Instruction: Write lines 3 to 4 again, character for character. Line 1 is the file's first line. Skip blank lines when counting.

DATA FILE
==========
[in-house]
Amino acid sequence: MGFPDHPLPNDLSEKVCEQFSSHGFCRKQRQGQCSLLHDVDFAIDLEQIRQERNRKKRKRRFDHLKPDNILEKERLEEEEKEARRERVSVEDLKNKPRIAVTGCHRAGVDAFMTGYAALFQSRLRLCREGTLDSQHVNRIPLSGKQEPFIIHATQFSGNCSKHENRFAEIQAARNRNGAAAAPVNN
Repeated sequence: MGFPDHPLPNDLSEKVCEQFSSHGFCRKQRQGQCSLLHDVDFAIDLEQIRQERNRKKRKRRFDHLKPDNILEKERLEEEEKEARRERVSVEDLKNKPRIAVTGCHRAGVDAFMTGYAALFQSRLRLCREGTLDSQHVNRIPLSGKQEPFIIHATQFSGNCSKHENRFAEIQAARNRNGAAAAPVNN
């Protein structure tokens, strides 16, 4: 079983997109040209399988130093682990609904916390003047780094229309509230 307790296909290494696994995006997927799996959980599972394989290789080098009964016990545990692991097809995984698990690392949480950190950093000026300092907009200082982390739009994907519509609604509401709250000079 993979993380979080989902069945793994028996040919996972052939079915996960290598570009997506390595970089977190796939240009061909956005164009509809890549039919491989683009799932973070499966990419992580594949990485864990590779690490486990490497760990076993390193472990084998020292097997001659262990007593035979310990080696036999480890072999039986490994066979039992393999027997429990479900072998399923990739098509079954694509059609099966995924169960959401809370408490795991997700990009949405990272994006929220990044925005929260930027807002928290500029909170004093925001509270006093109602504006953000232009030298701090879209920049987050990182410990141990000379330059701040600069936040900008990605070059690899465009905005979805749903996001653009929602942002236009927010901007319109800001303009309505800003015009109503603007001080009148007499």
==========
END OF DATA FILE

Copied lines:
Repeated sequence: MGFPDHPLPNDLSEKVCEQFSSHGFCRKQRQGQCSLLHDVDFAIDLEQIRQERNRKKRKRRFDHLKPDNILEKERLEEEEKEARRERVSVEDLKNKPRIAVTGCHRAGVDAFMTGYAALFQSRLRLCREGTLDSQHVNRIPLSGKQEPFIIHATQFSGNCSKHENRFAEIQAARNRNGAAAAPVNN
């Protein structure tokens, strides 16, 4: 079983997109040209399988130093682990609904916390003047780094229309509230 307790296909290494696994995006997927799996959980599972394989290789080098009964016990545990692991097809995984698990690392949480950190950093000026300092907009200082982390739009994907519509609604509401709250000079 993979993380979080989902069945793994028996040919996972052939079915996960290598570009997506390595970089977190796939240009061909956005164009509809890549039919491989683009799932973070499966990419992580594949990485864990590779690490486990490497760990076993390193472990084998020292097997001659262990007593035979310990080696036999480890072999039986490994066979039992393999027997429990479900072998399923990739098509079954694509059609099966995924169960959401809370408490795991997700990009949405990272994006929220990044925005929260930027807002928290500029909170004093925001509270006093109602504006953000232009030298701090879209920049987050990182410990141990000379330059701040600069936040900008990605070059690899465009905005979805749903996001653009929602942002236009927010901007319109800001303009309505800003015009109503603007001080009148007499």